The Hebrew Republic: Jewish Sources and the Transformation of European Political Thought
Modern political science owes more to Hebrew sources than has traditionally been understood, argued Harvard government professor Eric Nelson at a December 7 lunch colloquium. Nelson’s new book The Hebrew Republic and the Transformation of European Political Thought (Harvard, 2010) has garnered much attention in scholarly circles, and his talk drew a packed seminar room of faculty, students and community members.
Contrary to the prevailing narrative of secularization, Nelson said, seventeenth-century European political thought was driven in important ways by the revival among Christian scholars of the study of the Hebrew Bible and language. Protestant political thinkers came to see the Mosaic constitution as a “divine republic” and sought out rabbinic sources to help interpret political and judicial laws. This encounter with rabbinic sources, argued Nelson, inspired a transformation of seventeenth century political thought in three areas.
First, by unearthing a critique of monarchy as a form of idolatry, it fostered a strident belief that a republic (i.e., a non-monarchical regime) is the only valid form of government. Until that time, the dominant view among political thinkers was what Nelson calls “constitutional pluralism,” an acceptance that different forms of government were appropriate to different contexts.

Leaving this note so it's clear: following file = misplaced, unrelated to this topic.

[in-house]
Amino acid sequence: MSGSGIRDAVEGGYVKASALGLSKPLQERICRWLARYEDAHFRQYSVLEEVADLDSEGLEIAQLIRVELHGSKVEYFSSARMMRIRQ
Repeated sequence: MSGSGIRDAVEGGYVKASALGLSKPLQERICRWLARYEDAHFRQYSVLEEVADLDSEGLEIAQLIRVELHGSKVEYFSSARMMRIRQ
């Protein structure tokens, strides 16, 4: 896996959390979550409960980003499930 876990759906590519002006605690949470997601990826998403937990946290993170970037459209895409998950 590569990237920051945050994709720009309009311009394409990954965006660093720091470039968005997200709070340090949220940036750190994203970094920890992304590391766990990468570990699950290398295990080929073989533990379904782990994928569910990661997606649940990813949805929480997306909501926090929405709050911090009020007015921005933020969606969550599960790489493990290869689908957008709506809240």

Second, the encounter with Hebraic sources upended the traditional view that mandatory redistribution of wealth is anathema to a healthy republic. Studying the Mosaic constitution through the lens of Jewish philosopher Maimonides, Dutch scholar Peter Cunnaeus concluded that redistributive agrarian laws were an important part of the vaunted Hebrew Republic, and thus should be considered in contemporary European republics as well.
Third, crucial seventeenth-century arguments for religious toleration were “fundamentally religious in character,” said Nelson, and were not based on the concept of church-state separation. Finding in their study that the divinely-guided Hebrew Republic actually practiced religious toleration, they reasoned that contemporary Europeans should, too.
The consequences of this Christian encounter with Hebrew sources, Nelson said, had an enormous impact on seminal thinkers like John Milton, Thomas Hobbes and John Locke. Indeed it points to the paradoxical fact that the secular age in which we live was shaped at its outset by religious thought. This point, more than any other, inspired the lively discussion period that followed.